European countries and the United States have tried to crack down on piracy, with different navies patrolling the waters and escorting United Nations-chartered ships bringing much needed food to Somalia. Twice this year, French commandos have stormed hijacked ships and freed French yachts.

On Friday, Kenyan and Western officials said that an American warship was steaming toward the hijacked ship to intercept it, and the Russian Navy announced that it too was sending a warship, named the Dauntless. It could lead to a showdown with the pirates, and with that many hostages aboard a floating ammunition dump, things could get complicated.

The Kenyan government, one of America’s closest allies in Africa, had purchased around $30 million of arms from Ukraine.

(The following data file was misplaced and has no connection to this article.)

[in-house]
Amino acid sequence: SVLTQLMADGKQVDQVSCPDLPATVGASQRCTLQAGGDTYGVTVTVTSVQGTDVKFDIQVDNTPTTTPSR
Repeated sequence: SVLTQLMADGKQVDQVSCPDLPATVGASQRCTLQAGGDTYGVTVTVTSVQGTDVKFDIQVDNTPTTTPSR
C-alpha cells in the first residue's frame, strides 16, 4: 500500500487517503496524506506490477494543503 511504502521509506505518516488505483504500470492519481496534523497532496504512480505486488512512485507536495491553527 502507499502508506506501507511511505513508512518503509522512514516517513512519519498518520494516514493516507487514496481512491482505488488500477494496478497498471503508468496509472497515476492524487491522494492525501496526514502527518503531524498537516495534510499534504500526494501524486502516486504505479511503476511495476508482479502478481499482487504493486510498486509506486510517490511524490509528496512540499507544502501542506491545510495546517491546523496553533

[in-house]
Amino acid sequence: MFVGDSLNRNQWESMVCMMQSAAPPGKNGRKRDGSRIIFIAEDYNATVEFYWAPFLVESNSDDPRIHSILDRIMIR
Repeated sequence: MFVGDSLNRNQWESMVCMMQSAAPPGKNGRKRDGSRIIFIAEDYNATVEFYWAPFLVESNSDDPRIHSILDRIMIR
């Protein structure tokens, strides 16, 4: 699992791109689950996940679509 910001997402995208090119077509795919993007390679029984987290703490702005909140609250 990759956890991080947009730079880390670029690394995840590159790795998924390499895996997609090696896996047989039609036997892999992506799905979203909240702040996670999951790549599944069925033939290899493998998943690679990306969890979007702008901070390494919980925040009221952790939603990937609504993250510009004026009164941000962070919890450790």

“This is a big loss for us,” said Alfred Mutua, a spokesman for the Kenyan government.

The ship, which is registered in Belize, was supposed to pull into Kenya’s Mombasa port on Monday morning. But on Thursday around 5 p.m., when the Faina was about 200 miles off shore, it was surrounded by three speedboats, according to the Interfax news service. Communication was suddenly cut off. It was a typical pirate tactic.

According to the Ukrainian foreign ministry’s Website, there were 21 people aboard, including 17 Ukrainians, three Russians and a Latvian. An official at the Mombasa port said the ship, was carrying 2,320 tons of “project cargo,” a term that is usually used to describe heavy machinery.

But according to diplomats and the Russian Interfax news agency, the cargo was 33 T-72 refurbished tanks, “quite a significant amount of ammunition” and grenade launchers. The supplier was a state-owned Ukrainian company. Ukrainian and Kenyan officials emphasized that the arms deal was perfectly legal.